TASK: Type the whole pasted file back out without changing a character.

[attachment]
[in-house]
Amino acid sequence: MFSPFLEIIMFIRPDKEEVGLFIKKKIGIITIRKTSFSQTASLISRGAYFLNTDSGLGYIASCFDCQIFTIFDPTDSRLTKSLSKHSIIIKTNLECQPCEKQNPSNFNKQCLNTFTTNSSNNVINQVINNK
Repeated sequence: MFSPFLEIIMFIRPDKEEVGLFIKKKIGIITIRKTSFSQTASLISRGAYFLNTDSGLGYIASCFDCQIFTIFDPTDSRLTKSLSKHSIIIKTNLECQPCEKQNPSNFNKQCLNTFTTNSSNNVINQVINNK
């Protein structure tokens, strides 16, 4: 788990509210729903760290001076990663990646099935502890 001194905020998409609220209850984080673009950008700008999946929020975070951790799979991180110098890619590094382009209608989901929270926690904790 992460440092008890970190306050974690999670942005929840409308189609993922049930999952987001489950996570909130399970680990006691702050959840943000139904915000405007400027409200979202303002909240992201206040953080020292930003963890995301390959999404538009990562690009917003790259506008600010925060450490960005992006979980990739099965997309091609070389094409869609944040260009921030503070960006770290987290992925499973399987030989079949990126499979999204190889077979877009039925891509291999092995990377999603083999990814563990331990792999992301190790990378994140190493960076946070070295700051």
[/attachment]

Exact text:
[in-house]
Amino acid sequence: MFSPFLEIIMFIRPDKEEVGLFIKKKIGIITIRKTSFSQTASLISRGAYFLNTDSGLGYIASCFDCQIFTIFDPTDSRLTKSLSKHSIIIKTNLECQPCEKQNPSNFNKQCLNTFTTNSSNNVINQVINNK
Repeated sequence: MFSPFLEIIMFIRPDKEEVGLFIKKKIGIITIRKTSFSQTASLISRGAYFLNTDSGLGYIASCFDCQIFTIFDPTDSRLTKSLSKHSIIIKTNLECQPCEKQNPSNFNKQCLNTFTTNSSNNVINQVINNK
């Protein structure tokens, strides 16, 4: 788990509210729903760290001076990663990646099935502890 001194905020998409609220209850984080673009950008700008999946929020975070951790799979991180110098890619590094382009209608989901929270926690904790 992460440092008890970190306050974690999670942005929840409308189609993922049930999952987001489950996570909130399970680990006691702050959840943000139904915000405007400027409200979202303002909240992201206040953080020292930003963890995301390959999404538009990562690009917003790259506008600010925060450490960005992006979980990739099965997309091609070389094409869609944040260009921030503070960006770290987290992925499973399987030989079949990126499979999204190889077979877009039925891509291999092995990377999603083999990814563990331990792999992301190790990378994140190493960076946070070295700051």